I have been reading one-down frames and the down frames, I am a little but confused as in :-
a) What are they? b) How does progress know what frame to allocate?
Thank you for your help :)
A frame can have "down" iterations. When the code writing to a down frame iterates the next occurrence of the data is below the previous. This is great for easily presenting data in tabular form.
Depending on the sort of block the frame is associated with it may automatically be a DOWN frame. For instance:
define variable i as integer no-undo. repeat i = 1 to 10: display i with no-box. end.
This will result in:
i ────────── 1 2 3 4 5 6 7 8 9 10
REPEAT blocks are iterating blocks and the default (unnamed) frame will be a down frame. (FOR EACH blocks are also iterating blocks).
DO blocks are not iterating so the following:
define variable i as integer no-undo. do i = 1 to 10: display i with no-box. end.
i ────────── 10
If you have a really slow system (or a connection via an old-fashioned 1200 baud modem) you might see "1" through "10" overwriting one another in the space that ends up being "10".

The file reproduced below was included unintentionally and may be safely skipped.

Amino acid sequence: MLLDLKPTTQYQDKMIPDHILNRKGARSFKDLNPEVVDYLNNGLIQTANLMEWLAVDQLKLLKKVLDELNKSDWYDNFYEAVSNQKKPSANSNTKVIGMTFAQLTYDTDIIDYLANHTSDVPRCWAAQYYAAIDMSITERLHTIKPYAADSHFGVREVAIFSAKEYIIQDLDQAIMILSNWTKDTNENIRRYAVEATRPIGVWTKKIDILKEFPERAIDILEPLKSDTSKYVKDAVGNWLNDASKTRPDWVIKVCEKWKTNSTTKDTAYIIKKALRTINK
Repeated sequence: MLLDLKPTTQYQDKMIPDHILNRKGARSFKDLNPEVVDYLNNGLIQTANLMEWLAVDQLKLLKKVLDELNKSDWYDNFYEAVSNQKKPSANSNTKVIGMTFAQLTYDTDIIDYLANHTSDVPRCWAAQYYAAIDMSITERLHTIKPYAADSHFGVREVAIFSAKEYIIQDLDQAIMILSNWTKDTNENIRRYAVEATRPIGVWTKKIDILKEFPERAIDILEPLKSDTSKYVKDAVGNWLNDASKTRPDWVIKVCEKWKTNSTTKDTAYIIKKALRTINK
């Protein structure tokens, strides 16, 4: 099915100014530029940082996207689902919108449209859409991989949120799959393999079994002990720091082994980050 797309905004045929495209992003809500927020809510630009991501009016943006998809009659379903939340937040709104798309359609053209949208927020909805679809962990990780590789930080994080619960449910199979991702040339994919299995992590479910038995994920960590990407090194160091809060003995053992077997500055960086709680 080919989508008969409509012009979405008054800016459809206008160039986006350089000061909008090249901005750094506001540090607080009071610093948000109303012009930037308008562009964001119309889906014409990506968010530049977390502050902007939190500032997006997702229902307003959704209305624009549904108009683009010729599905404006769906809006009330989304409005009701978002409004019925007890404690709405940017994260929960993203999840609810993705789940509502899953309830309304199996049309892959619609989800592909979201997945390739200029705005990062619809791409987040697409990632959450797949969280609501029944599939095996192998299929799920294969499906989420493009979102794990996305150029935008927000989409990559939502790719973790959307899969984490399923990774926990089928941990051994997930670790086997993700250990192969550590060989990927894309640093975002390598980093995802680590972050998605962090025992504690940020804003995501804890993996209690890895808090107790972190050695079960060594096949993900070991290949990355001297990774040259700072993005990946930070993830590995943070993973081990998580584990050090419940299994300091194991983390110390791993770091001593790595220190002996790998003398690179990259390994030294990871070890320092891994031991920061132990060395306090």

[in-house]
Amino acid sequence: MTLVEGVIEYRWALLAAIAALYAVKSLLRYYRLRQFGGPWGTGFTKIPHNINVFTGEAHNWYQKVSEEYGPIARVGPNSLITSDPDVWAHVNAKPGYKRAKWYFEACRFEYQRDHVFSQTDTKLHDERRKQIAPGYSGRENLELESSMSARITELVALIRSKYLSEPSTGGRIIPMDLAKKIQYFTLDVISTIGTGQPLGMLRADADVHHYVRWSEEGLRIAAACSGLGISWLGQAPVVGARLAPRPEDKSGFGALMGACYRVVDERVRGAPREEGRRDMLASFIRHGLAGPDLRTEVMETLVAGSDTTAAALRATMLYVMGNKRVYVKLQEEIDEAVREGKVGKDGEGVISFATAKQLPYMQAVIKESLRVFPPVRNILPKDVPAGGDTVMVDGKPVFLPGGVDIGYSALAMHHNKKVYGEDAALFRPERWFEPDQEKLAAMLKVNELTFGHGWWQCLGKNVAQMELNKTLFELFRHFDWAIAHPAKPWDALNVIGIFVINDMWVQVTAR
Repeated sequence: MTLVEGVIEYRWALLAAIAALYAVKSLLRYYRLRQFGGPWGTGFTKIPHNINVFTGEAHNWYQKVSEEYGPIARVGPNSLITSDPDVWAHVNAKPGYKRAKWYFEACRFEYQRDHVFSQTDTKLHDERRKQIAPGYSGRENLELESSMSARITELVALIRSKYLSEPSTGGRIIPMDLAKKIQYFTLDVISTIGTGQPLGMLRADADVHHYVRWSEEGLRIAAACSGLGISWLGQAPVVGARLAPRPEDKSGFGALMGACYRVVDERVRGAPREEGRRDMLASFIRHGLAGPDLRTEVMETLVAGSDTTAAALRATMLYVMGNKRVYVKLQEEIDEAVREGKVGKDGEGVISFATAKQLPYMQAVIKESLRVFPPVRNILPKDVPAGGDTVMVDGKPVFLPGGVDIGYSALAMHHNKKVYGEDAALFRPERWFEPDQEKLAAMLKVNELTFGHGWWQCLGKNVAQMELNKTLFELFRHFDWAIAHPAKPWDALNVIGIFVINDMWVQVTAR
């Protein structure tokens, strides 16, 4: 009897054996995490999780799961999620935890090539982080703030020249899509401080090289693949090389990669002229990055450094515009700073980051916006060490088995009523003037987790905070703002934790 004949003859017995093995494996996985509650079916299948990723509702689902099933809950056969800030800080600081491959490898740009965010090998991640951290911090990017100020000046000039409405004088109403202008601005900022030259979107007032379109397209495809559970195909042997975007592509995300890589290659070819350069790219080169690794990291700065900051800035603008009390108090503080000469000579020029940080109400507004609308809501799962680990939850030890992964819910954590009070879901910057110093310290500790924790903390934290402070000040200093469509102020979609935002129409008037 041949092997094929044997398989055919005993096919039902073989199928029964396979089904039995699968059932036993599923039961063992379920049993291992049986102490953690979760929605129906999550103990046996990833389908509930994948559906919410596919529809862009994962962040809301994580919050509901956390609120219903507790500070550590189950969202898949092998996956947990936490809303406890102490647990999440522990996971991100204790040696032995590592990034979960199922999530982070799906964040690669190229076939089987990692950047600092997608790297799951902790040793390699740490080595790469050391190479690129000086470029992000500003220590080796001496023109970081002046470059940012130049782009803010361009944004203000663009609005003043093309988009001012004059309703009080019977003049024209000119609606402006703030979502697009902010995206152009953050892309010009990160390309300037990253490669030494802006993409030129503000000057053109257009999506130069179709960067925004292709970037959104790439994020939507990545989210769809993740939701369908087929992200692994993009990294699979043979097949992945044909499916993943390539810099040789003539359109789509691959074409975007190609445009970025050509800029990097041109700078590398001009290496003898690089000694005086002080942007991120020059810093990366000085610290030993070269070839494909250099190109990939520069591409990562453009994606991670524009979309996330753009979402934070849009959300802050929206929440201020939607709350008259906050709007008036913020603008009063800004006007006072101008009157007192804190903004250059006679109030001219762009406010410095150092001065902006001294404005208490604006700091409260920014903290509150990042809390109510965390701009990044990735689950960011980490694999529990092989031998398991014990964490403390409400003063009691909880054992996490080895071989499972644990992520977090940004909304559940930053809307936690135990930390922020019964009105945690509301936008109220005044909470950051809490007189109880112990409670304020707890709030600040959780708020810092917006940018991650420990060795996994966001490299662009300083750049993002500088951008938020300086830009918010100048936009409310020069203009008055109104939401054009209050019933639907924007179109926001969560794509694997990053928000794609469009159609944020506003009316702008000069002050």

To get a DO block to act like the REPEAT block:
define variable i as integer no-undo. do i = 1 to 10: display i with no-box 10 down. down. /* advances a down frame to the next line */ end.
The "10 down" means that the frame will reserve room for 10 iterations. If you omit "10" the frame will use the rest of the space remaining on the screen.
The DOWN statement tells the frame (in this case the default, unnamed frame) to move to the next line. You could also say "down 2." or "down 5." to insert multiple blank lines.
If you want a frame to iterate but it does not do so automatically you probably need to add "down" to the frame phrase (the syntax that starts with "with") and maybe add an explicit DOWN statement depending on the nature of the loop that you are executing.